Some authors identify this distributive controlled policy with motivations unrelated to those of the classic publishing industry, reasons probably connected to prestige and self-promotion. In any case the reasons behind banks’ financial commitment to culture are summarised with statements such as “the need for tax relief, the reinvestment of net profits..., the desire to nurture one’s own image, a genuine cultural impulse”.28
Already in the early twentieth century, financial institutions had begun to pay more attention to publishing. But it was only after the Second World War that the sector started to assume a more marked connotation, in fact “after 1960, the publishing activity of banks loses its spontaneity and becomes constant… It begins to become a coherent cultural policy in the sector that in the 70s will morph into corporate strategy”.29 The journals in this context play a significant role in carving out an important space that by the 1990s would consist of a hundred titles “….the most important group is constituted by technical-economic journals with a consolidated scientific prestige that express originality of contributions and derive from the studies sector within the company…”.30
The titles discussed here shed more light on the corporate press, a publishing segment probably less known because of its less commercial focus, the specificity of its contents and limited and controlled distribution. Given the limited nature of this survey, the argument has certainly not been exhausted, but can instead become an initial reflection leading to a more systematic and wide-ranging approach.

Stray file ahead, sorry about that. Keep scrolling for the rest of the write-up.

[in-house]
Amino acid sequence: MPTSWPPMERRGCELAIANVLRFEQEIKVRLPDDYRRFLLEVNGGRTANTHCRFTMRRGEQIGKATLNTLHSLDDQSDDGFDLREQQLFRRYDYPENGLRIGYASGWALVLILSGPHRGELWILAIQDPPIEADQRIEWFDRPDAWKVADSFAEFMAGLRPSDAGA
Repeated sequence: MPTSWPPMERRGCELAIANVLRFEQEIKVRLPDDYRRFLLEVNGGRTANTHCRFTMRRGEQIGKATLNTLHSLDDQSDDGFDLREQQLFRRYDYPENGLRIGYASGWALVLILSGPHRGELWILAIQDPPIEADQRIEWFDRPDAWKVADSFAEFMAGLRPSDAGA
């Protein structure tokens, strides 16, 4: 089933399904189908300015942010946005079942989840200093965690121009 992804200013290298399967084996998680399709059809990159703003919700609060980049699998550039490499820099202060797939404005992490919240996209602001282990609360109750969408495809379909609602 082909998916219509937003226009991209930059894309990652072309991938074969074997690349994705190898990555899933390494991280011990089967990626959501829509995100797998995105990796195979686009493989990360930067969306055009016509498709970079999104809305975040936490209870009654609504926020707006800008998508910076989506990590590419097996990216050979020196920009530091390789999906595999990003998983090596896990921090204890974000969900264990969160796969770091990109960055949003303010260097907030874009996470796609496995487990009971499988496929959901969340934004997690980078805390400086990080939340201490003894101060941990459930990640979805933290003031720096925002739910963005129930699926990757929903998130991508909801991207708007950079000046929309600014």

1 It might seem excessive to highlight the space devoted to the figures on the periodical press but one only needs to look at a yearbook from the 1980s to see the difference in terms of published data and space allocated to them; it has been cut from an entire page to just a few lines with the essential figures.
2 The volume came out in 1961 with data for 1960 in general (but for 1957 concerning the periodical press) organizes the first-level categories as follows:1. Arts and literature 2. Science and technology 3. Information and documentation and finally a fourth class identified as “Miscellaneous”. The classification used in the 1969 yearbook (for the 1966 data about periodicals) use topics not grouped as in the earlier volumes.
3 The category “corporate journals” can be interpreted as periodicals of enterprise content with issues that concern companies but not necessarily published by the manufacturing sector. But it is also possible a reading of publishing and promotional character connected to companies and therefore as a direct product of one or more associated enterprises. Probably the category includes both.
4 The 170 titles classified in 1966 are positioned rather well when compared with several other classes. For example, there are 131 periodicals in “teaching and education”, 41 on “commerce, communications and transport”, 120 on “geography and travel”. While other topics are quite large, such as 1,465 in “political science and economics:” and 413 in “medicine and hygiene”.
7 It seems useful to remember that the construction of the first highways (in Italy) dates back to the 1920s, following an intense debate on the opportunity to give the automotive sector higher-speed alternatives separate from the ordinary road system. The Milan-Lakes highway was the first mass project inaugurated in 1924.
18 From the introduction of volume 10/1983 of Advanced technologies “….The Finmeccanica group in its quality as great industrial operator of our country, has developed and continually enhanced and boosted a large and articulated internal structure of research and experimentation…”
22 In this regard it is interesting, for example, the volume 8 (1982), which, through four chapters and numerous images, It reveals the evolution of the airplane engine from the beginnings to the early eighties.